- You get what people think you should get. This is very true. We have to master the skill of communication, especially about what we work on, what is our research about and what is in for you. Giving a talk is always a challenge for me, but I love it. I'm always thrilled and sometimes even a little bit nervous, however, once I am there on the stage, know that my material is well-prepared and start communicating with the audience, then there is no better time in my life, seriously.
- Don't do something off truck. So, communicate with your advisor frequently and make sure that you both agree on the next steps. I don't want to make my advisor being frustrated, sure thing. This is more about how you want to run your business, what your vision is for an excellent new approach/technique/method/algorithm/theory/experiments. Just make sure that your supervisor agreed with you and remember to calibrate your research trajectory.
- Spend some time improving yourself. I know that I must work more on math & English. This is math that helps me to keep sane in this unstructured world of words/thoughts/opinions and get on the right truck with my own thinking. At the same time, you mush speak/read/write in English and do it perfectly, otherwise you loose a lot being in the US or other English speaking countries.
- Write a technical blog. I'll write more technical stuff, I promise. It'll be on compression, Spark, parquet (and other data formats), data migration, some other databases (MonetDB), and I will comment on some papers.
- This blog has to be keyword search-able, I'm glad it is.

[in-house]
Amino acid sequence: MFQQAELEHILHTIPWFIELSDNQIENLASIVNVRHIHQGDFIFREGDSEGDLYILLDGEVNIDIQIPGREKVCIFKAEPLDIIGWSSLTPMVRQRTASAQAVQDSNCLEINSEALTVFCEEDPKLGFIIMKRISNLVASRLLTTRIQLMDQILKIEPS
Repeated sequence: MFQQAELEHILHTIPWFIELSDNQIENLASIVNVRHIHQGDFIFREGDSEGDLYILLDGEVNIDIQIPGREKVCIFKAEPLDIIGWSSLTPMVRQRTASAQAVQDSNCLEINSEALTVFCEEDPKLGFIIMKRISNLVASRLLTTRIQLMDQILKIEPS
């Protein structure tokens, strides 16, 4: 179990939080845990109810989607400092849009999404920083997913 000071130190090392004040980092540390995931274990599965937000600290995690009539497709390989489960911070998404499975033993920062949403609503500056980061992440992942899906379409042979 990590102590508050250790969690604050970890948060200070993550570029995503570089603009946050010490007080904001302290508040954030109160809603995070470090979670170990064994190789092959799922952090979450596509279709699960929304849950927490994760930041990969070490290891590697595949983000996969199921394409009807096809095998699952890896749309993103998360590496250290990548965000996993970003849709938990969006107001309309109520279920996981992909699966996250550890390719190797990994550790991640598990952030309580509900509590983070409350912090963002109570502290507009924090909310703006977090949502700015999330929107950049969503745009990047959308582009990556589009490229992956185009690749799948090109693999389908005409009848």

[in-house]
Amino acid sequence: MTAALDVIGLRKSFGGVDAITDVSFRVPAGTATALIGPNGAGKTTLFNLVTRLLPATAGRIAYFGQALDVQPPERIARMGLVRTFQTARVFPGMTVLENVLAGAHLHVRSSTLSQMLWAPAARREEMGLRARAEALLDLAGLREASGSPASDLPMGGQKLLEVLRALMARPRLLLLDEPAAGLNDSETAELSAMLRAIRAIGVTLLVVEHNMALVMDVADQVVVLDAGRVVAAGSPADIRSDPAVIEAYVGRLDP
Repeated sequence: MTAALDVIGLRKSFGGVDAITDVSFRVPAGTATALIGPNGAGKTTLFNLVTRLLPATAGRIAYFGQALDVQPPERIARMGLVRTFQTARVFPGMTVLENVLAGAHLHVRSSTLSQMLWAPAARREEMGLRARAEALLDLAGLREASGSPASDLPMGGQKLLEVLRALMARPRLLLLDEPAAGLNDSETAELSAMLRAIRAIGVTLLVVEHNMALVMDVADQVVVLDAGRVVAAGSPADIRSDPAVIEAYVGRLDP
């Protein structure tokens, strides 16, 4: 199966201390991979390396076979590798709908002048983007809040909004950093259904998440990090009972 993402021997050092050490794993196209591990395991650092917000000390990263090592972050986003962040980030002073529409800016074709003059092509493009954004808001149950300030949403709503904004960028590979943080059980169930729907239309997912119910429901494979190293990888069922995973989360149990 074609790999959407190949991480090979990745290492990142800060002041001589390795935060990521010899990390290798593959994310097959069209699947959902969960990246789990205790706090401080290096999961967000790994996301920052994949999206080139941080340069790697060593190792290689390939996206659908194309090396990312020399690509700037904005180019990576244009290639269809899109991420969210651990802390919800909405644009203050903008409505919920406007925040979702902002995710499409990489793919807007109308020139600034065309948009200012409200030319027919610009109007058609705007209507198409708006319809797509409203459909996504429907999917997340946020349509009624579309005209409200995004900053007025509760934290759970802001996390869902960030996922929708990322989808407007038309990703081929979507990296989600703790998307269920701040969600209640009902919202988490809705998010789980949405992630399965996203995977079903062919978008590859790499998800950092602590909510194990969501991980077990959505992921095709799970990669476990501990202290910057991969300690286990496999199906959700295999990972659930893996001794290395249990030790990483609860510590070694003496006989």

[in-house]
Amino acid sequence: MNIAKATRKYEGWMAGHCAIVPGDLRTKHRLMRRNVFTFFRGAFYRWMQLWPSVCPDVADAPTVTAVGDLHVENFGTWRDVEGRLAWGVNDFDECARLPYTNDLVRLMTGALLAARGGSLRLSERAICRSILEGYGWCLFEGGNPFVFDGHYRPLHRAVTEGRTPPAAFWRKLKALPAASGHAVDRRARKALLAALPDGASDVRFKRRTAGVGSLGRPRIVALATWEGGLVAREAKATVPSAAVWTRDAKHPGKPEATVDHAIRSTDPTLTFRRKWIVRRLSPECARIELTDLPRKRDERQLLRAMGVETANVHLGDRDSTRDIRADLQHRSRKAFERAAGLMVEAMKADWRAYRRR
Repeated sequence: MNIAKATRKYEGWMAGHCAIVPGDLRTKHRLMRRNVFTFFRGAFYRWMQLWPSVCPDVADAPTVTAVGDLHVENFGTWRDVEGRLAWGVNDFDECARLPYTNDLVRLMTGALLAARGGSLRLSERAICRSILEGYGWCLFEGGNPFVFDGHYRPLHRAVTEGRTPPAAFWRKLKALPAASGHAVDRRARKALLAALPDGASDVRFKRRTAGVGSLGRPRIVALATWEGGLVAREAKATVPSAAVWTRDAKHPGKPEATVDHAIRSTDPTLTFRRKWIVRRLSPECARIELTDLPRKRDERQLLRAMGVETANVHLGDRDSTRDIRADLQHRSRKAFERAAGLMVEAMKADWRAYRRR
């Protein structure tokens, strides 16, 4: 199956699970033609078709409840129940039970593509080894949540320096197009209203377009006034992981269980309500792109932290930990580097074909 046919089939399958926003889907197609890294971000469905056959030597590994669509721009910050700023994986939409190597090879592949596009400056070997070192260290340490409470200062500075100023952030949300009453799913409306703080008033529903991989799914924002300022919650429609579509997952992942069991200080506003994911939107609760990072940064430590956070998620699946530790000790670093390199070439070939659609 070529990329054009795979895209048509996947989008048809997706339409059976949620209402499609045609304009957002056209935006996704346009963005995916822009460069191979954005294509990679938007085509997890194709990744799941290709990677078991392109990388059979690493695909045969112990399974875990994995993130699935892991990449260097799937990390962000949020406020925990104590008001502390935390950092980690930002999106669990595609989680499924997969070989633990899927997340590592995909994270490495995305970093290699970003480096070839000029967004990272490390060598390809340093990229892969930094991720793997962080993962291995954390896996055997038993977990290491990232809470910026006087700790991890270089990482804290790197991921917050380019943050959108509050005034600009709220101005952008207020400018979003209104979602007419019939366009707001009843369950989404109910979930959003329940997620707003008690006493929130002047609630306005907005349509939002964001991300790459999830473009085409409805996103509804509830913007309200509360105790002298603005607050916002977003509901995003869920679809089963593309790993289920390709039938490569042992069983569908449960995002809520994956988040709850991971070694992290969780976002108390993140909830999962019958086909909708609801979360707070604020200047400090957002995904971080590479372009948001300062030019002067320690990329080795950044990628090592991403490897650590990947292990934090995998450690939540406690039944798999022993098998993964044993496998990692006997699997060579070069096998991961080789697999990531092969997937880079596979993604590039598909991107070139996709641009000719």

- Revise your blog posts from time to time.
- Endurance and self-motivation.
- Take ownership of your life and your research.
- Manage yourself as you were a superstar.
- Act thoughtfully.
- Act intelligently.
- Act as a leader.
Thursday, 22 September 2016
"PhD is a career like running your own business". I swung by an event for new incoming students to UChicago and herd such a sentence. I set my heart on learning a couple more things from my fellow students on how I should live my PhD life. I read a couple of pages in a book on how to write academic papers and one advice was that you should call your supervisor: advisor. It was repeated in the talk. It seems to me that in this matter the nomenclature is really of importance. It's not only your advisor who can teach you new aspects but also other students around you, of course. The only requirement is that the other people should be interested in a similar topic like you. The database group at UChicago is growing rapidly and we hope that our new chair will be willing to help with this endeavor. It would be too cumbersome to create a story from the thoughts that I heard today so let me just enumerate them and comment a little bit on each of them.